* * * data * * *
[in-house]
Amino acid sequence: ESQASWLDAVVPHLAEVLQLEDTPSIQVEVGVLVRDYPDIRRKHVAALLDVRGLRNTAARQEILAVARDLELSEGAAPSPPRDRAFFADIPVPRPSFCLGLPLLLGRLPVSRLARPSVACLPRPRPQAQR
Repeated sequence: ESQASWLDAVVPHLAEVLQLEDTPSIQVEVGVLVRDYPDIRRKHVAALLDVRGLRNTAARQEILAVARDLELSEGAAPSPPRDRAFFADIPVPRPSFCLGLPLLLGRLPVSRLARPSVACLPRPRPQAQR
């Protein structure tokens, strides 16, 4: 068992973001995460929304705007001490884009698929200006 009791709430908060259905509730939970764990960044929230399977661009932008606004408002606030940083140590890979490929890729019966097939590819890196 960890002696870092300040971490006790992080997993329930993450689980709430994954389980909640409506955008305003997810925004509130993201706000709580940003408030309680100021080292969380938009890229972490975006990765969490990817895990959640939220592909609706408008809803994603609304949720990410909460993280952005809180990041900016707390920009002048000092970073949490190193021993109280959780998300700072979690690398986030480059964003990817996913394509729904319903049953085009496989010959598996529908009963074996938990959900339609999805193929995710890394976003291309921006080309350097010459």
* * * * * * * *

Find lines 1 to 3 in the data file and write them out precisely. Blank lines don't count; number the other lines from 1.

[in-house]
Amino acid sequence: ESQASWLDAVVPHLAEVLQLEDTPSIQVEVGVLVRDYPDIRRKHVAALLDVRGLRNTAARQEILAVARDLELSEGAAPSPPRDRAFFADIPVPRPSFCLGLPLLLGRLPVSRLARPSVACLPRPRPQAQR
Repeated sequence: ESQASWLDAVVPHLAEVLQLEDTPSIQVEVGVLVRDYPDIRRKHVAALLDVRGLRNTAARQEILAVARDLELSEGAAPSPPRDRAFFADIPVPRPSFCLGLPLLLGRLPVSRLARPSVACLPRPRPQAQR